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Heller center to manage $5m of Walmart jobs fund

Center for Youth and Communities will make grants, advise and evaluate impacts

Susan Curnan, director of the Center for Youth and Communities

For many teens, summer has less structure, which can mean an increase in making poor choices. In an effort to keep at-risk teens engaged and working, the Walmart Foundation this summer has provided over $20 million in grant programs, of which the Center for Youth and Communities (CYC) in Brandeis' Heller School for Social policy and Management has received $5 million to support work and learning programs that will employ, educate and engage nearly 3,000 at-risk youth.

Members of at-risk communities were identified, invited and encouraged to apply for the program. Cities that will take part include Phoenix and Maricopa County, Ariz.; New York City; Hartford, Conn.; Philadelphia; Chicago; Detroit and Los Angeles. The Brandeis CYC will serve as the national program office, which provides grants of up to $800,000 to government and nonprofit agencies responsible for implementing strategies to keep at-risk youth engaged in productive activity.

Through the Brandeis CYC, teens will have the opportunity to work 150 hours over a six-week period at hundreds of work sites, earning an average of $1200 for the summer. Researchers at the CYC will provide onsite assistance to grantees and monitor and evaluate the quality and impact of the work and learning programs.

Susan P. Curnan, director of the CYC, and study leader for many summer youth initiatives, said the program is based on a strong partnership approach involving leaders in at-risk communities, Brandeis and Walmart.

“The challenging social and economic conditions in this country are such that no one entity can go it alone,” says Curnan. “Summers matter. Over the long-term, youth who participate in year-round programs or multiple summer experiences can improve educational outcomes, are less likely to drop out, have less difficulty getting and keeping jobs after completing their education and have higher lifelong earnings than those who do not.”

Evelyn Diaz, commissioner of the Chicago Department of Family and Support Services, says teens participating in that city’s program this summer will be given 25 hours of work each week earning minimum wage, which in Chicago is $8.25 per hour. They will also receive intensive job coaching and mentoring.

Employment opportunities include special events promotion assistants; junior program coordinators for a non-profit that provides food to young children; community outreach positions, administrative workers and camp counselors.

“Our program is unique because it’s part of a vigorous evaluation conducted by the University of Chicago,” says Diaz.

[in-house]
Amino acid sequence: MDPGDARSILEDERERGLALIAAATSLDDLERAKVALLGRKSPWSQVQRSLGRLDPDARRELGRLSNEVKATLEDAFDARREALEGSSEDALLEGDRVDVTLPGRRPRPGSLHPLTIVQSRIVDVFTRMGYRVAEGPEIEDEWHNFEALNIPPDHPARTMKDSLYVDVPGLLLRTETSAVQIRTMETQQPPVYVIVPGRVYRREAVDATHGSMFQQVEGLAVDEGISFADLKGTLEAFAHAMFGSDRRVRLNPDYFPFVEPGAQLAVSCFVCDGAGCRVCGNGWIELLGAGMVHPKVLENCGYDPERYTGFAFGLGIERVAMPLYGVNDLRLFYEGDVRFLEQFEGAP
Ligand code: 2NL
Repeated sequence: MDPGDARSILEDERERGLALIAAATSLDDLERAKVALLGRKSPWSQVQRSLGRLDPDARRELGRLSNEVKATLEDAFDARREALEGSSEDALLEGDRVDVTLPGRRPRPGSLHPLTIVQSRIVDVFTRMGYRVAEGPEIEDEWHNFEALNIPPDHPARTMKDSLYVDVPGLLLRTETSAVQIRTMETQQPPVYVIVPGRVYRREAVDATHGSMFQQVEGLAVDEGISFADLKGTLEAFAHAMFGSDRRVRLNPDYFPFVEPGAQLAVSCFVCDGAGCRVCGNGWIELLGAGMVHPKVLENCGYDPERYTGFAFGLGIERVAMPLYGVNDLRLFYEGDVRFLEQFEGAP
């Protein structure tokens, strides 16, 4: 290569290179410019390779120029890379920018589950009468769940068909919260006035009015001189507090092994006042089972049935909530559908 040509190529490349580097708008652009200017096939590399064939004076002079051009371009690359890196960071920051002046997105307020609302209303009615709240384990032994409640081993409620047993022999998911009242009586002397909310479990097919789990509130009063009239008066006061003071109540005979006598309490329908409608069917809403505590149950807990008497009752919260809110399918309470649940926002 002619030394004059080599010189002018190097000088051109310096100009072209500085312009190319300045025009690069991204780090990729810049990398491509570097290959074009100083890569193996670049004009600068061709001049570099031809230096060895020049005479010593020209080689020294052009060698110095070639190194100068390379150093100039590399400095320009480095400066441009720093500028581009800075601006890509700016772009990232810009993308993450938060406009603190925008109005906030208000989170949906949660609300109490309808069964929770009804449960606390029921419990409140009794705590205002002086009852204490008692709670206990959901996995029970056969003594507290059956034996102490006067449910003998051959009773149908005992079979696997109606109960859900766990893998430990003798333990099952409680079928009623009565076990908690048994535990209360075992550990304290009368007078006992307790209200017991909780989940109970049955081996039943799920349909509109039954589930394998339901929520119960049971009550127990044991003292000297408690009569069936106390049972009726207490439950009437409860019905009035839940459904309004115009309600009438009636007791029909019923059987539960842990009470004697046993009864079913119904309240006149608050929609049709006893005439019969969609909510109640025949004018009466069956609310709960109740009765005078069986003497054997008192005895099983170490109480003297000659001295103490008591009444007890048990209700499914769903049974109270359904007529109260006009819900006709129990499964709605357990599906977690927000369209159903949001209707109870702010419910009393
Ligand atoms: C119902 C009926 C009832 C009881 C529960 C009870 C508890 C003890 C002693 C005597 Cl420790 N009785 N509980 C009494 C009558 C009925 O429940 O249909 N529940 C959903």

In a randomized control trial, some of the teens will participate only in the employment program, and another group will have their day divided to include a social and emotional learning project designed to help them develop skills to aid in their success in school, careers and life in general.

“We’re looking to see what the effects of each of those types of programs have on violence involvement and on school outcomes and future employment,” says Diaz. “Student outcomes will be studied over the next year, as well as future earnings over the next several years, to see if there are any long-term impacts.”

Diaz says the grant is important because summer programming is a way to keep youth productively engaged, minimizing learning loss and making sure that they are safe and off the streets.

“The Walmart Foundation grant, and our involvement with Brandeis allows us to implement this extra programming that’s targeting a group of kids who are particularly at high risk for being involved in violence,” says Diaz. “We’re hoping the evaluation will provide us with data and have national significance.”

In addition, the CYC is coordinating the Walmart Summer Youth Employment Initiative with the White House Summer Jobs Plus Initiative announced in early June 2012.  The report concludes that there needs to be increased collaboration between grants, grant makers and nonprofits to get young people educated and prepared for jobs.

 “Summer is a critical time for the continued health and development of our nation’s youth,” says Sylvia Mathews Burwell, president of the Walmart Foundation. “We know that providing access to meals, learning programs and job opportunities during the summer months will enable kids to return to school healthy, prepared and ready to succeed. By working closely with our nonprofit partners, we can help kids have better summers and ultimately, better lives.”

Categories: Humanities and Social Sciences

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